Choosing the rings for your same-sex marriage!
We are delighted to have received the following tips from our friends at Woolton & Hewitt. They offer Exclusive collections designed for lesbian and gay couples.
Wedding Rings - Get the FAQs
Do gay and lesbian couples exchange engagement rings?
The first thing to say is that there are no established rules. In a break from tradition many same sex couples want to choose their engagement rings together. So if you decide on a surprise proposal it's fine to do it without a ring. Other couples, however, will prefer not to give each other engagement rings at all but to put all their cash into extra special wedding rings. After all these are the rings you'll be wearing every day forever.
Do our wedding rings need to be matching?
It's a great question and often asked. Weddings ring designs vary enormously and can be chosen to reflect your individual personalities. Alternatively, a matching pair of wedding rings embodies the union of two people. This symbolism is important for many gay and lesbian couples as equality, a pairing of equals, lies at the core of their relationship.
Our advice is three fold. Talk about what you would like. If one of you has a preference for matching rings then embrace the harmony it creates. If you both just want what you like, go for it. Select rings that work for you as individuals. Or, you may decide to 'co-ordinate' as it were and pick rings that, although not identical, are related in some way. Rings that show you are two sides of the same coin. Perhaps one wedding ring with diamonds and one without, or different widths of the same design, or one ring in white gold and one in pink gold.
Which colour is best?
Historically yellow gold is the traditional colour for rings. Over the years different gold alloy combinations have given rise to a colour spectrum from rose gold to pink gold to pure yellow gold.
The 20th century saw a big change. In the 1920's white gold was developed and became very popular. The only problem is that it's not a completely white metal. To achieve a really bright finish it is usually rhodium plated - and plating does wear away over time. Later in the 60's the use of platinum for high-end jewellery took off. In recent years white wedding rings have been the most popular, being made from 9ct white gold, 18ct white gold or platinum. The choice of metals has now been extended further with the introduction of hallmarked palladium. This is another precious metal with the advantages that it's naturally white and less expensive than platinum.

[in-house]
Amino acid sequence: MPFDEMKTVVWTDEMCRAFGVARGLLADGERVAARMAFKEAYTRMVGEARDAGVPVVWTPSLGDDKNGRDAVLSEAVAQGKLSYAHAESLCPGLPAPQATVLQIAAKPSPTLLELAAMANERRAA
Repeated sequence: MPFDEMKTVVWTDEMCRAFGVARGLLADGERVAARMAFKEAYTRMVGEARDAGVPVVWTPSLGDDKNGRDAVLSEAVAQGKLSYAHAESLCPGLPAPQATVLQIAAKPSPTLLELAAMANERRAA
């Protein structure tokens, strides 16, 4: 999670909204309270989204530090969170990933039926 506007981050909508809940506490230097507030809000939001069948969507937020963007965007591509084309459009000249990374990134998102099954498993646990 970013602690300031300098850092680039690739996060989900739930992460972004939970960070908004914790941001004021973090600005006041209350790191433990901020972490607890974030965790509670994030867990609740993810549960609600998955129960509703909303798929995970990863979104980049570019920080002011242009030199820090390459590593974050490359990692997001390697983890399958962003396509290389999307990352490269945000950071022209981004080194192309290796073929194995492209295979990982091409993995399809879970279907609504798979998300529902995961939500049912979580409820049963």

Today, you can also get grey gold which is often used in two-tone designs to create a light and dark contrast. In fact you can even get rainbow rings made from a whole variety of shades of gold.
So, which colour is best? Today white is highly fashionable. Two colour combinations of white and yellow gold, and white and pink gold are also very popular. For a more unusual look a triple colour ring may be the answer. Or you can fly the flag with rainbow or pink gold. Over to you to decide.
Should we get diamonds?
Gay and lesbian couples have the freedom to define weddings anew. An engagement ring can be whatever you want it to be. It doesn’t have to be a solitaire diamond on a narrow band or a huge sapphire and diamond cluster. For example, black diamond engagement rings are in vogue in the United States. The options are boundless.
Your wedding rings, similarly, don’t have to follow the established pattern and be plain gold bands. Wedding rings, like they say about diamonds, are forever, so combining them is a great idea. As the majority of wedding ring designs can be diamond set many same sex couples are seizing the opportunity to sparkle.
We hope these FAQs have been interesting and, if you are embarking on the journey of marriage, may we wish you "Many Congratulations!".
Pink Wedding Venues would like to say a huge "Thank-you" to Paul Hewitt, of Woolton & Hewitt, for supplying these tips for our couples. If you are looking to choose your rings for your big day, we would like to personally recommend visiting these guys who specialise in rings for same-sex couples.
Please check out their website: www.wooltonandhewitt.co.uk
You can also follow Woolton & Hewitt on Twitter: @WooltonHewitt